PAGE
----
The Euro is about to collapse because, in spite of the central banks including the Fed greasing the wheels with large secret loans (the $7.7 trillion loan during the 2008 destruction of the world economy by the banks at 0.01% interest, not made known to Congress during the hearings on Dodd-Frank – see Jon Stewart here who along with Colbert and the Onion is more worth attending to, often, than the Times). Europe has a common currency but without a central bank with powers like the Fed and without a sufficient common labor market (students and immigrants move everywhere and are often protected, but this is not sufficient). Each economy is tied to the Euro and the demands of bankers (Goldman Sachs is in Europe, too) to have deficit reduction even where the impoverishment is, in certain ways , more extreme than here – Greece, Spain* - is devastating. There is no way out of desperate poverty for ordinary Hellenes and others if they stay in the Euro block. The Euro is increasingly hated from below and for moral reasons. It privileges the top 1/10 of 1% at the expense of everyone else; Occupy, as in Occupy Berlin and Occupy Amsterdam, is now a democratic internationalist movement from below….
2 million workers just had a general strike in Britain (the biggest since 1926). Even the "Labor" Party which opposes strikes did not blame the workers. There is a tectonic shift going on day by day…
Arab spring and Occupy have changed the discourse...
But the Democrats as well as the Republicans engage otherwise in a reactionary two step; the Republicans (imperial authoritarians inhabiting some other planet) move policy on war, on civil liberties and on the economy ever to the right, the Democrats, tied to them, a tad better but often acquiescing. Using the reactionary two-step, the immense war and prison complex, topped by a financial casino, what the American economy has been made increasingly over the last 30 years, is reluctant to give up its hold, and may have torpedoed – through the kind of publicity it creates, the ignorant, the deficit criers, citing other ignorant publicists and economists in a hullabaloo of political noise - well-known methods of “saving capitalism” from the worst.** The politics and punditry of the war complex and the casino make an even worse depression, unfortunately, very likely…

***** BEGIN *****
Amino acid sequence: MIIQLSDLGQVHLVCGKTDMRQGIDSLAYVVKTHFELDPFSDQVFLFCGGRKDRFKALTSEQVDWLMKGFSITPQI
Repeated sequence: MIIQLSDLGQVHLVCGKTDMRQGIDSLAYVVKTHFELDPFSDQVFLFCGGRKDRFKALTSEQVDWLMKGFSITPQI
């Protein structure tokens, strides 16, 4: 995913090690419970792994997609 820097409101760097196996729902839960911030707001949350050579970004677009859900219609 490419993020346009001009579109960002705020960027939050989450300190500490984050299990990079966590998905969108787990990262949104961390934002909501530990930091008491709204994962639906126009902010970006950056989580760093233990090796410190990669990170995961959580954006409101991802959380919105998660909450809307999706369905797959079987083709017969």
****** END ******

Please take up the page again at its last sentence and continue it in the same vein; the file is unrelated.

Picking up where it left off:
For instance, Obama’s proposals, hamstrung now by Republican and some Democratic blowhards, are decent but if entirely enacted, would cut unemployment about 1%. That is some millions of people - and would be good - but it is hardly putting America back to work. (Today, the government announced that the unemployment rate dropped from 9% to 8.6%. This is not much of a gain (in real terms, the unemployment rate is much higher, around 16% especially because while 120,000 jobs were created and the household survey reported a surge, many also dropped out of the labor force - those registering with an unemployment office as looking for work.. Still, it is good, however dark the general picture, to see movement in a decent direction).
It would take a great movement from below which we have in Occupy, constant civil disobedience, and a Democratic landslide (I include civil disobedience at the offices of Democrats, some 15 of whom led by Carl Levin, just put the tyrannical idea that the President can lock up and throw away American citizens under the allegation that they are “terrorists” into a Pentagon Bill,*** the Democrats, as we have seen, are on the Republicans' hook and when they had an electoral majority still crippled by the Senate (which purportedly and bizarrely requires a majority of 60 to pass anything,,,) and only a bit better than the Republicans; Democrats are obedient to and divided by the same economic masters) to get the simple truth in Krugman’s column below somewhat into policy, not prevent an even deeper, more catastrophic depression - that is probably no longer possible - but perhaps, in the next few years, abate it.